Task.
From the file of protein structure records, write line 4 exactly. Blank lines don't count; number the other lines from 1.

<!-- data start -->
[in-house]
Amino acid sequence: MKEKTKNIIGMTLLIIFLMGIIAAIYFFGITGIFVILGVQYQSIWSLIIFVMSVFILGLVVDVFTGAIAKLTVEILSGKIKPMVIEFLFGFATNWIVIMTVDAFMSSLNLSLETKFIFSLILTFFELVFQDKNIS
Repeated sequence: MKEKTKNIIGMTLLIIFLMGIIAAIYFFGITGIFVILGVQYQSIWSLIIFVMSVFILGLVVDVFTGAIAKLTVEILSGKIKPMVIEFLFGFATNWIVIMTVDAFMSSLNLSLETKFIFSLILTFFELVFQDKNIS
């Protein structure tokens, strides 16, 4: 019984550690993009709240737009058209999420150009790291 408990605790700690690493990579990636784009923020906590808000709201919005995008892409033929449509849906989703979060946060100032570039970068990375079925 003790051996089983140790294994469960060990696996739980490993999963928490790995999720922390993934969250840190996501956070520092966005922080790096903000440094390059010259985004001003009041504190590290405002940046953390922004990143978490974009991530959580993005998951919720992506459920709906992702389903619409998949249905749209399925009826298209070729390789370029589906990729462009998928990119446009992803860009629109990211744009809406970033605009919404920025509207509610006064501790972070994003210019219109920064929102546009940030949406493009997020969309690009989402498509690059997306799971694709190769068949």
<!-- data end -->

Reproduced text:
């Protein structure tokens, strides 16, 4: 019984550690993009709240737009058209999420150009790291 408990605790700690690493990579990636784009923020906590808000709201919005995008892409033929449509849906989703979060946060100032570039970068990375079925 003790051996089983140790294994469960060990696996739980490993999963928490790995999720922390993934969250840190996501956070520092966005922080790096903000440094390059010259985004001003009041504190590290405002940046953390922004990143978490974009991530959580993005998951919720992506459920709906992702389903619409998949249905749209399925009826298209070729390789370029589906990729462009998928990119446009992803860009629109990211744009809406970033605009919404920025509207509610006064501790972070994003210019219109920064929102546009940030949406493009997020969309690009989402498509690059997306799971694709190769068949």